In the fifteen months since he’d been back she had seen Mitchell four times: twice at Transco’s semi-annual sales meetings and twice on the street, where once she had turned away and the other had actually ducked into a doorway. But now, tired of hiding, “Mitchell!”
Hearing his name called, reluctantly pulling his head from his collar, turning, he looked about.
Downtown traffic sparse on this last Friday of the year, looking to the other side of Wabash Avenue, his heart quickening, My God!
Waving, “Mitchell!” Waiting for the light to change, she was there.
In the fifteen months since returning to Transco, as he’d walked the streets of his territory, Mitchell had constantly been on the watch for her, yet hoped he would not see her. Now, the moment he’d wanted… yet dreaded.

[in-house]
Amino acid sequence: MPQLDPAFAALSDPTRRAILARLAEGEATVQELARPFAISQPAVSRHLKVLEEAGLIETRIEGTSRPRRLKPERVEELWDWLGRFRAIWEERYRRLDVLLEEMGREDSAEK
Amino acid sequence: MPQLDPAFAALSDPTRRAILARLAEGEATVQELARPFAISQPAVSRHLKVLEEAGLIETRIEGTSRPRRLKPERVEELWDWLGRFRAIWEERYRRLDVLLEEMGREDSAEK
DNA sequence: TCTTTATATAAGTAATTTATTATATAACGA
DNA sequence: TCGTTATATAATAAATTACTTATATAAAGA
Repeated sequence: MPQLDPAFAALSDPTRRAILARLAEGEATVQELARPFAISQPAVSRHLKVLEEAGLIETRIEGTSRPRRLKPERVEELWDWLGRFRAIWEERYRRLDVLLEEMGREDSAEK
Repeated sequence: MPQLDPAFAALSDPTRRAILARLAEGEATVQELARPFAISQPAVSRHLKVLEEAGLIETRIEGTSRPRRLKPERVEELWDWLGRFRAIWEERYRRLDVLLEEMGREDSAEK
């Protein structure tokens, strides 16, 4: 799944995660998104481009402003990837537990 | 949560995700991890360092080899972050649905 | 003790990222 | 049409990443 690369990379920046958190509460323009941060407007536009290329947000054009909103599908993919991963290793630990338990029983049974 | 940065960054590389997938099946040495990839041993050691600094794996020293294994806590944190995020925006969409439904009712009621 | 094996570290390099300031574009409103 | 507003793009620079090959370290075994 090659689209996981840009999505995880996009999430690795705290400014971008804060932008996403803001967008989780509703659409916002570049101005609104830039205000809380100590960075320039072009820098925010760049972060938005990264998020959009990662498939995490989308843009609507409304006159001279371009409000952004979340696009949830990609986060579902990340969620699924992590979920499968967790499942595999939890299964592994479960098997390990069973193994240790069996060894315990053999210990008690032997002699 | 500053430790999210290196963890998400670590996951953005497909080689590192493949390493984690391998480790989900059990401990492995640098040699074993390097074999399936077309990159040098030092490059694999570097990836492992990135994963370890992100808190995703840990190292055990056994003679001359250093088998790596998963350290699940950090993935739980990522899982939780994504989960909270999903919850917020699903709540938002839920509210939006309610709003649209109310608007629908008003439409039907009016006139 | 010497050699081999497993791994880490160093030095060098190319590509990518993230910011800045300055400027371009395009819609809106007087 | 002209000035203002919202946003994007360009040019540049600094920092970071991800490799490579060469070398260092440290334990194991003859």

December 28, 1962
Of course seeing each other at Transco’s semi-annual sales meetings—as though afraid more would trigger something both were fearful of—other than a nod and a quickly said, “Hello, how are you?” both did their best to remain at arm’s length and maintain a standoffish attitude.
Waving back, he watched as, the light changing, Elizabeth Herzon crossed Wabash Avenue.
Wearing a white, fur lined, near ankle length suede coat and a fuzzy pink hat pulled low onto her forehead, her long, dark blonde, honey colored streaked hair fanning onto her shoulders, his breath catching. Beautiful! Her cheeks red from the cold and wind, watching Elizabeth approach, My God, Mitchell thought. She’s so beautiful!
Wearing a dark brown, calf length overcoat, his hair ruffled by the wind, Mitchell foolishly—the hat industry killed by John F. Kennedy’s refusal to wear hats—wore no hat.
Approaching, feeling her heart quicken. My God, Elizabeth thought. He looks so good!
“Hi.” He thought of shaking hands, but knew if he took her hand he, quite possibly, would not want to let go.
“Hi.” Ready to remove a mitten if he should make a move to shake her hand. Afraid, though, if he should she, quite possibly, would not want to let go.